MMC Faculty Awarded Grant from Rose M. Badgeley Residuary Charitable Trust

September 08, 2017

Seven faculty members in the Division of the Sciences received a $20,900 grant from the Rose M. Badgeley Residuary Charitable Trust to support six faculty-student research projects in the 2017-18 academic year. The research projects range from investigation of marine organochlorine and cellular processes to human behavior, disabilities, and communication disorders. The faculty and their projects include:

Ann Aguanno, Ph.D., Professor of Biology

Project Title: The role of cyclin dependent kinase 5 (CDK5) in the development of mammalian tissues: A continuing project in an undergraduate biology research training program

Project Overview: This research project involves the cultivation, classification and manipulation of multiple animal cells. These cells are used in various ways to determine the role that protein, CDK5, plays in the nervous system and in pancreas development. Her team aims to identify whether CDK5 is a possible link between two major diseases: Type II Diabetes and Alzheimer’s disease.

Alessandra Leri, Ph.D., Associate Professor of Chemistry

Project Title: Biological Sources of Marine Organochlorine

Project Overview: Using fluorescence mapping and X-ray analysis of oceanic phytoplankton and sediment samples, experiments will investigate the origin of marine organochlorine (chlorine bonded to carbon) and its relationship with biologically important elements, including calcium and silicon. The goal is to link organochlorine production with calcareous and/or siliceous marine microorganisms to clarify the biogeochemical transformations of marine chlorine and its role in the preservation of marine organic carbon, a topic central to climate change.

Benedetta Sampoli Benitez, Ph.D., Professor of Chemistry and Chair of the Department of Natural Sciences

Project Title: Molecular dynamics studies of Y-family DNA polymerases in trans-lesion synthesis

Project Overview: This project focuses on our DNA, which is constantly under attack by both chemicals which can damage it. If not repaired, these DNA adducts can lead to mutations to the DNA, or even worse, they can halt replication, eventually leading to aging and/or cancer.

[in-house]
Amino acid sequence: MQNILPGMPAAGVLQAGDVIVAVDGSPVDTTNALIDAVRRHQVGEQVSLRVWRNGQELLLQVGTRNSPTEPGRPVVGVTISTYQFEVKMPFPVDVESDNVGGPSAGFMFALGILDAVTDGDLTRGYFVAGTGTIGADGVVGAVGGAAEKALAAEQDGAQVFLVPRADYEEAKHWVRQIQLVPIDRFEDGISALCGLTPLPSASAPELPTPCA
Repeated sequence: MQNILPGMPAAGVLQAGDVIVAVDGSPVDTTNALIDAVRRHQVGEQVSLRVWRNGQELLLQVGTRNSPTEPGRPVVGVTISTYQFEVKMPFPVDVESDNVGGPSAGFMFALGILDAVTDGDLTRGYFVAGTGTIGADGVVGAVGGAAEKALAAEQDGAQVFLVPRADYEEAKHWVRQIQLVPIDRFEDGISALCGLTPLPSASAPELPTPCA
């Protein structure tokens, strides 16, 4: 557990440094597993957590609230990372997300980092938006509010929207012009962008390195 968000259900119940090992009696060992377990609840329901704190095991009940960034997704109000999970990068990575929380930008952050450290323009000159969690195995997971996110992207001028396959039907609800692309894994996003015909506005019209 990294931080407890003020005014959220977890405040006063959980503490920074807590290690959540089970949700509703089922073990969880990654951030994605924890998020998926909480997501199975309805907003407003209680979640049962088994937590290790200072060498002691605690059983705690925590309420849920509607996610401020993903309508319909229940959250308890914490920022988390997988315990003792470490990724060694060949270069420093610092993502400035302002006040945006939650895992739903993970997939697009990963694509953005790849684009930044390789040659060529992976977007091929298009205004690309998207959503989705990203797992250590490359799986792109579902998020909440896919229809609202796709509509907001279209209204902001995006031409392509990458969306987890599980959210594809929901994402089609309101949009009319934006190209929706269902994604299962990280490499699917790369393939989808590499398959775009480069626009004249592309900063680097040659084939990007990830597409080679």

Nava Silton, Ph.D., Associate Professor of Psychology

Project Title: Realabilities, A Transmedia Approach Towards Fostering Empathy, Kindness and Understanding of Typical Middle and High School Students Towards Students with Special Needs & Promoting a Stop Bullying Platform in the Schools

Project Overview: Dr. Silton is the creator of the Realabilities Educational Comic Book Series Curriculum and The Addy & Uno, First Family Musical about Bullying and Disability, , which have shown significant and noteworthy success in enhancing typical elementary school children’s understanding and attitudes towards children with special needs. Piggybacking off these successes, the research intervention seeks to utilize a 3-D virtual reality game to foster the empathy of typical children towards their peers with disabilities.

Linda Solomon, Ph.D., Professor of Psychology and Chair of the Department of Psychology and Sarah Weinberger-Litman, Ph.D., Associate Professor of Psychology

Project Title: Variables Affecting Statistics and Research Methods Anxiety and Study Behaviors

Project Overview: Attitudes toward statistics and research methods may be related to attitudes toward intelligence and learning (set at birth or developed throughout the lifespan) in a broader sense. Analyses in this  study may shed light on whether general attitudes regarding intelligence predict specific attitudes in a specific area, such as statistics and research methods, and whether those attitudes predict the amount of time and effort devoted to mastering academic material.

Margaret T. Kamowski-Shakibai, Ph.D., CCC-SLP, Assistant Professor of Communication Sciences and Disorders

Project Title: Integration of yoga practice with speech and language intervention for children and adults with communication disorders

Project Overview: The pilot project aims to determine the benefits and possibility of incorporating yoga practices and language-based home activities into treatment plans of children and adults diagnosed with communication disorders (CD). Dr. Kamowski-Shakibai hypothesizes that those with CD will demonstrate improved performance with speech and/or language (S/L) intervention combined with yoga practice, compared to their progress made with S/L intervention only.